The UK economy has received welcome news during UKTI's Export Week, with The British Chambers of Commerce reporting strong Q1 overseas trade figures for UK manufacturers and record export levels for service sector businesses.
To recognise the significant contribution these companies make in helping the UK economy compete on a global scale, Aldermore's latest budding businesses blog celebrates five great SME export success.
Initially, restaurant owners and sisters Janet, Helen and Lisa Tse began their sideline operation selling sauces in response to a customer requesting to take away their product as a gift for his mother. Soon though, their sauce's popularity turned this extra activity into a major international operation, with the sisters gaining access to distributors as far afield as Russia, Australia and the Middle East through attending trade shows with UKTI.
This impressive growth also led Sweet Mandarin to be chosen as one of 100 small businesses invited to join the Prime Minister on a trade mission to China in December, with Lisa Tse reporting: "We are now hoping to grow over the next five years to distribute Sweet Mandarin sauces in 190 countries."
Taking advantage of the warm local micro-climate, Cornish firm Tregothnan has literally begun selling tea to China, from the UK's only commercial tea farm.
"We're now on course to be an 80 per cent export business," Tregothnan garden director Jonathan Jones recently told the Guardian, after a Chinese documentary caused overseas interest in the business to rocket. "They love that we're putting the Englishness back into English tea," Jones adds.
Surrey-based creative content firm Smart Cookie are another SME that have benefitted from UKTI's help in recent years, tripling its headcount to 40 and growing turnover to £3.3 million thanks to an introduction to the Dallas Chamber of Commerce.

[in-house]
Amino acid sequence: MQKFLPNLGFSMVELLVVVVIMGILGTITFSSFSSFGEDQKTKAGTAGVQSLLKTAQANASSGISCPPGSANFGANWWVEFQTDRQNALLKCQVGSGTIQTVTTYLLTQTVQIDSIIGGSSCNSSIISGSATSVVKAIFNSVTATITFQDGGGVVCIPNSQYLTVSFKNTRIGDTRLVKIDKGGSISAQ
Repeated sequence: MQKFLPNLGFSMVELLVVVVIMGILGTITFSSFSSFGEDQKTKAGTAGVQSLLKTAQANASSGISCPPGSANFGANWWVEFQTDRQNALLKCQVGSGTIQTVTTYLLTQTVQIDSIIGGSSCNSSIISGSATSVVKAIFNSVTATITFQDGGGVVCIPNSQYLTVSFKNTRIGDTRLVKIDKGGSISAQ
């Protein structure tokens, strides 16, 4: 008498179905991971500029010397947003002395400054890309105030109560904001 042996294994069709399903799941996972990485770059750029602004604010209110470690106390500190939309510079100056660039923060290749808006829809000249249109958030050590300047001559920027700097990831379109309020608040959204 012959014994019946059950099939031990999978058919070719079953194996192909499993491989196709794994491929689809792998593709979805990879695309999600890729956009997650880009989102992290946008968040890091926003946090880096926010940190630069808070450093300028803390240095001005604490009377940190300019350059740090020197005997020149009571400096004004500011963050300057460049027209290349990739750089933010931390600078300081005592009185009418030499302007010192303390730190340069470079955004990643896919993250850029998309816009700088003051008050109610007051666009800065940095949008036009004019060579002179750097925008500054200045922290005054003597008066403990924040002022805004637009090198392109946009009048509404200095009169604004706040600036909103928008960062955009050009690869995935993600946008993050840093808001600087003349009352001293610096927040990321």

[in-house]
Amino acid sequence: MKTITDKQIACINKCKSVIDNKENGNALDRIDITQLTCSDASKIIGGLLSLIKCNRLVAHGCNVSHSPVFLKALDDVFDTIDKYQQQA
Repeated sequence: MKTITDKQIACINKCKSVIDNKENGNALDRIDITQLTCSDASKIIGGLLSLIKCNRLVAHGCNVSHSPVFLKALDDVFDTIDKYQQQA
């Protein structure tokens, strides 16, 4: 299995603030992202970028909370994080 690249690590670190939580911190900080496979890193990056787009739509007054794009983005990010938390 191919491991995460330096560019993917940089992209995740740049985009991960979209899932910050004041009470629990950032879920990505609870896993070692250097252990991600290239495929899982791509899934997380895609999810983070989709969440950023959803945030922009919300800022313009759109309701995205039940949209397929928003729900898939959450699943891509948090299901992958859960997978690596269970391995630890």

The company's most notable international project to date has been an on-board film for American Airlines, which will be seen by 48 million people.
"Exporting was a key pillar of my business, Tangle Teezer, from the word go," ambitious founder Shaun Pulfrey admitted recently in a Guardian guest piece.
The driven entrepreneur has taken his innovative hair brush model across the globe, with the Chinese market alone now placing around 300 orders a day, earning Tangle Teezer a spot in the government's Business is Great showcase. "
One piece of advice that I would give from my experience is that there isn't a barrier to export that can't be overcome with the right help and advice," Pulfrey states, encouraging other SMEs to follow in Tangle Teezer's footsteps.
When Chris Ives, founder of traditional Yorkshire ale producer Ilkley Brewery, first considered exporting in 2012, his focus was mainly centred around Western markets including Europe and the US.
Indeed, the brand has found success in the states, even gaining an order from the renowned Plaza hotel in New York, but Ives has also taken part in trade missions further afield, exploring the high-growth markets of Brazil.
Aldermore welcomes the support Export Week is delivering for UK SMEs and hopes to see many more small firms following the initiative these five inspiring firms are taking to grow their businesses on an international scale.